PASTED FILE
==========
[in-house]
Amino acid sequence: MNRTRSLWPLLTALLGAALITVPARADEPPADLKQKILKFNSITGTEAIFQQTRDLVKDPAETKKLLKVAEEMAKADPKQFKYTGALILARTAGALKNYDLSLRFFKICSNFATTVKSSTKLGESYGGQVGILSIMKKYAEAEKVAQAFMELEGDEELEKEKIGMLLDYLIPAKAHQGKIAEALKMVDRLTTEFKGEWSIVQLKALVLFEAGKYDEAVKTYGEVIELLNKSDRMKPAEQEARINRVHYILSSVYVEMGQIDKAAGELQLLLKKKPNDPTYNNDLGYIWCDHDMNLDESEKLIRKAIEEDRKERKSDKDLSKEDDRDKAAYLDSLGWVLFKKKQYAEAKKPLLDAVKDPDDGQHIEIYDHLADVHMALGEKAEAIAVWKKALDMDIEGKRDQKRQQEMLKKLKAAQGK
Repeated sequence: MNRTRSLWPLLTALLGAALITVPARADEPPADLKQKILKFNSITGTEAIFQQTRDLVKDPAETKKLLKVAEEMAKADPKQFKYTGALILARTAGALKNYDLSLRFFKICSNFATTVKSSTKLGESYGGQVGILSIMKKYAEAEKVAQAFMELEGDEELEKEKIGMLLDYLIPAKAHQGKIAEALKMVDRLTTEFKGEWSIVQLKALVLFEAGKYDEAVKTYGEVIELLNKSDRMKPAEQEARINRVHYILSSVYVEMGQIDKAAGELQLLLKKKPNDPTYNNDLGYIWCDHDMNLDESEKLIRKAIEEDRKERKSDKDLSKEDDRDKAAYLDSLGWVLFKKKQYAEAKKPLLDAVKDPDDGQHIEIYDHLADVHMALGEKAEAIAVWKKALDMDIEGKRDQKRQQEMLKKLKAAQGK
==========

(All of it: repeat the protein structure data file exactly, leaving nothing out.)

[in-house]
Amino acid sequence: MNRTRSLWPLLTALLGAALITVPARADEPPADLKQKILKFNSITGTEAIFQQTRDLVKDPAETKKLLKVAEEMAKADPKQFKYTGALILARTAGALKNYDLSLRFFKICSNFATTVKSSTKLGESYGGQVGILSIMKKYAEAEKVAQAFMELEGDEELEKEKIGMLLDYLIPAKAHQGKIAEALKMVDRLTTEFKGEWSIVQLKALVLFEAGKYDEAVKTYGEVIELLNKSDRMKPAEQEARINRVHYILSSVYVEMGQIDKAAGELQLLLKKKPNDPTYNNDLGYIWCDHDMNLDESEKLIRKAIEEDRKERKSDKDLSKEDDRDKAAYLDSLGWVLFKKKQYAEAKKPLLDAVKDPDDGQHIEIYDHLADVHMALGEKAEAIAVWKKALDMDIEGKRDQKRQQEMLKKLKAAQGK
Repeated sequence: MNRTRSLWPLLTALLGAALITVPARADEPPADLKQKILKFNSITGTEAIFQQTRDLVKDPAETKKLLKVAEEMAKADPKQFKYTGALILARTAGALKNYDLSLRFFKICSNFATTVKSSTKLGESYGGQVGILSIMKKYAEAEKVAQAFMELEGDEELEKEKIGMLLDYLIPAKAHQGKIAEALKMVDRLTTEFKGEWSIVQLKALVLFEAGKYDEAVKTYGEVIELLNKSDRMKPAEQEARINRVHYILSSVYVEMGQIDKAAGELQLLLKKKPNDPTYNNDLGYIWCDHDMNLDESEKLIRKAIEEDRKERKSDKDLSKEDDRDKAAYLDSLGWVLFKKKQYAEAKKPLLDAVKDPDDGQHIEIYDHLADVHMALGEKAEAIAVWKKALDMDIEGKRDQKRQQEMLKKLKAAQGK